Völklingen Ironworks coking plant, with two coal towers in the background.
Copyright: Weltkulturerbe Völklinger Hütte | Karl Heinrich Veith
For the blast furnace, the furnaceman needs a highly carbonaceous raw material that will remove oxygen from the iron ore and is able to generate the enormous heat required for the melting process. In the coking plant, coal is converted into coke by heating it for 16 to 18 hours to a temperature of 1200°C under exclusion of air. Coke has a high carbon content, high solidity and is porous, so it is able to respond well with the gas that flows through the blast furnace.
The first coke ovens were heated in Völklingen in 1897. The steel sheet coal silo that towers over the coking plant dates back to the same period. The silo is one of the oldest surviving buildings at the Völklingen Ironworks.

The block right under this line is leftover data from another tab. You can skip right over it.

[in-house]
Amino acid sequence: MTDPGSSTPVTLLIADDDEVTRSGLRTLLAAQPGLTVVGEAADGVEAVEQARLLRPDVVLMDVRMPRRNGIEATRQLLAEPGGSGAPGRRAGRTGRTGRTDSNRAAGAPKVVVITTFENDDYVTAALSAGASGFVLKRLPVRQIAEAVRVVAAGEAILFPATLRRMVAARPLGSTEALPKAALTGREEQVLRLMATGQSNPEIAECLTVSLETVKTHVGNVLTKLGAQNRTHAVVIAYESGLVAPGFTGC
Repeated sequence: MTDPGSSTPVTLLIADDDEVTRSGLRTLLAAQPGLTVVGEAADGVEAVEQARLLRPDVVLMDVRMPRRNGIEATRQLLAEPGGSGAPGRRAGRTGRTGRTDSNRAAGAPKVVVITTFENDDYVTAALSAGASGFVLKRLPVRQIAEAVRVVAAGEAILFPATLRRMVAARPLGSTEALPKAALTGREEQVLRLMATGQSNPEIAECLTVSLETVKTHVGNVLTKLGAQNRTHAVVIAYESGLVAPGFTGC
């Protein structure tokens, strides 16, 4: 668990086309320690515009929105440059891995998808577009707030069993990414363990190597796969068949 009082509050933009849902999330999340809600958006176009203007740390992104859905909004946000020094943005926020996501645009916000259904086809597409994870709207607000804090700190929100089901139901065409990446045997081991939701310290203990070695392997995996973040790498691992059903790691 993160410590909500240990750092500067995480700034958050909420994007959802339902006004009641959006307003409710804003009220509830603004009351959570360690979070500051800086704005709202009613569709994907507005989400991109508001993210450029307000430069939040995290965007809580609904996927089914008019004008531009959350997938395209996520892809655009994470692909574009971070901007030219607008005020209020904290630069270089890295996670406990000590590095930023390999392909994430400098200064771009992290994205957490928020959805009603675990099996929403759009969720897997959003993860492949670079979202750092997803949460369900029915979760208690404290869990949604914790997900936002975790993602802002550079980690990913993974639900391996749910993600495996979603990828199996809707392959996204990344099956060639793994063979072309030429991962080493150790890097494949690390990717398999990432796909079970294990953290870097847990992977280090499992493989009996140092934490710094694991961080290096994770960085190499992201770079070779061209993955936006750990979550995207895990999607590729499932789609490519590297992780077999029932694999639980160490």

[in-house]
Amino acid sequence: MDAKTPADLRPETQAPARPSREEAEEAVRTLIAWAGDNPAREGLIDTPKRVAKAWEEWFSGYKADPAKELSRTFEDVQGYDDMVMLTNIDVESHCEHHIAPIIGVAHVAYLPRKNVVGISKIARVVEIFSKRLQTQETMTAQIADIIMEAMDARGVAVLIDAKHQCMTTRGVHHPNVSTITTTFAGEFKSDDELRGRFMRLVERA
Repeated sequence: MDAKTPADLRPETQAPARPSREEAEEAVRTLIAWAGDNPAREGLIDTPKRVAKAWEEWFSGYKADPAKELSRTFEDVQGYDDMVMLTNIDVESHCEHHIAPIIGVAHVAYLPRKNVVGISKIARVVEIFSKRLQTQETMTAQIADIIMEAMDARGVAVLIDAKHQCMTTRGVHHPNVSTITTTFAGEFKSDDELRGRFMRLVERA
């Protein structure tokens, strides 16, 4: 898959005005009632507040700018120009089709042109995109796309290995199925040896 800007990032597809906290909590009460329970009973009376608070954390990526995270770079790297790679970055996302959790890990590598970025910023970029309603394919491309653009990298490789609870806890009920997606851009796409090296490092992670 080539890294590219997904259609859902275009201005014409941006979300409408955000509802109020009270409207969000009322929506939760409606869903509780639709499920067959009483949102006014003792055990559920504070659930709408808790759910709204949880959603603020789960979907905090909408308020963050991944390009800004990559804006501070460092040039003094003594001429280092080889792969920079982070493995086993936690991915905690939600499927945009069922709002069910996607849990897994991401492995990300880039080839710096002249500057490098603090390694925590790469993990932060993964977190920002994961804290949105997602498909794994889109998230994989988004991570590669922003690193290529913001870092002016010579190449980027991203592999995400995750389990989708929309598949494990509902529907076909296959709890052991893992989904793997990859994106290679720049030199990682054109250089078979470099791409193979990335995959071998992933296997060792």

The front one of the two coal towers was built of steel sheet in 1897, which makes it one of the oldest buildings at the World Heritage Site Völklingen Ironworks. In the early days of the coking plant, the coal tower was filled by means of a steam-powered lift. The coke coal was tapped into wagons from the old coal tower and then laboriously transported by hand. The new concrete coal tower was built between 1941 and 1943. The coke coal could be loaded directly into the ramming machine from this coal tower. There were a total of four coal towers for the interim storage of coal at the Völklingen coking plant.